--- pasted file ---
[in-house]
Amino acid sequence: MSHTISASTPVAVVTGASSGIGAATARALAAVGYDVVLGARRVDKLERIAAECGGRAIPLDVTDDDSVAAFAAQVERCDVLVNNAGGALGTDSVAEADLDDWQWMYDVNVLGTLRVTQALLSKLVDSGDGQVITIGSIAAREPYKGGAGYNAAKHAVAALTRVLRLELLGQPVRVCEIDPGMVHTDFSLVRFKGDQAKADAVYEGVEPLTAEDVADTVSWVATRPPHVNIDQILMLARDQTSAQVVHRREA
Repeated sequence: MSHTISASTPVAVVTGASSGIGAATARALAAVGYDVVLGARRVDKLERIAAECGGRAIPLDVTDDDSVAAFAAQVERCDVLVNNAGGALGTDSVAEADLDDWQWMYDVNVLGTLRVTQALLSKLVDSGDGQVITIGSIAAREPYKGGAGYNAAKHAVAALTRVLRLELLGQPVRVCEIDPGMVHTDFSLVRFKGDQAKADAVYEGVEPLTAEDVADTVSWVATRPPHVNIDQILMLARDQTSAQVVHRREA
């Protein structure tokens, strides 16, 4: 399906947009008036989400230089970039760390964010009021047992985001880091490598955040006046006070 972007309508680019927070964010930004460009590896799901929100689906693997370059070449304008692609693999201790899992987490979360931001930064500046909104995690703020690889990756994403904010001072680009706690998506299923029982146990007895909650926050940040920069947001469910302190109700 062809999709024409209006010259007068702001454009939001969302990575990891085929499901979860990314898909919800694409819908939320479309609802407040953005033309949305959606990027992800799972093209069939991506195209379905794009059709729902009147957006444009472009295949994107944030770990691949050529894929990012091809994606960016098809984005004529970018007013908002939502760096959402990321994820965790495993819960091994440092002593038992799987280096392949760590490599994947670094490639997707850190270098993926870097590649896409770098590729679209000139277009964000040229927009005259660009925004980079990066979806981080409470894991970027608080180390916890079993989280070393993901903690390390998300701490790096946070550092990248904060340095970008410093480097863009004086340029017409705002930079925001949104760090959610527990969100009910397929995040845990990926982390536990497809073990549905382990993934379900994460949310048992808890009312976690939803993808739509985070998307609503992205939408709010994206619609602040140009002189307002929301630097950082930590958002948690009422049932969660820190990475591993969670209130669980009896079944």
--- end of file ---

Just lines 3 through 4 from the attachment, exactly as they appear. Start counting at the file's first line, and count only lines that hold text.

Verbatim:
Repeated sequence: MSHTISASTPVAVVTGASSGIGAATARALAAVGYDVVLGARRVDKLERIAAECGGRAIPLDVTDDDSVAAFAAQVERCDVLVNNAGGALGTDSVAEADLDDWQWMYDVNVLGTLRVTQALLSKLVDSGDGQVITIGSIAAREPYKGGAGYNAAKHAVAALTRVLRLELLGQPVRVCEIDPGMVHTDFSLVRFKGDQAKADAVYEGVEPLTAEDVADTVSWVATRPPHVNIDQILMLARDQTSAQVVHRREA
């Protein structure tokens, strides 16, 4: 399906947009008036989400230089970039760390964010009021047992985001880091490598955040006046006070 972007309508680019927070964010930004460009590896799901929100689906693997370059070449304008692609693999201790899992987490979360931001930064500046909104995690703020690889990756994403904010001072680009706690998506299923029982146990007895909650926050940040920069947001469910302190109700 062809999709024409209006010259007068702001454009939001969302990575990891085929499901979860990314898909919800694409819908939320479309609802407040953005033309949305959606990027992800799972093209069939991506195209379905794009059709729902009147957006444009472009295949994107944030770990691949050529894929990012091809994606960016098809984005004529970018007013908002939502760096959402990321994820965790495993819960091994440092002593038992799987280096392949760590490599994947670094490639997707850190270098993926870097590649896409770098590729679209000139277009964000040229927009005259660009925004980079990066979806981080409470894991970027608080180390916890079993989280070393993901903690390390998300701490790096946070550092990248904060340095970008410093480097863009004086340029017409705002930079925001949104760090959610527990969100009910397929995040845990990926982390536990497809073990549905382990993934379900994460949310048992808890009312976690939803993808739509985070998307609503992205939408709010994206619609602040140009002189307002929301630097950082930590958002948690009422049932969660820190990475591993969670209130669980009896079944």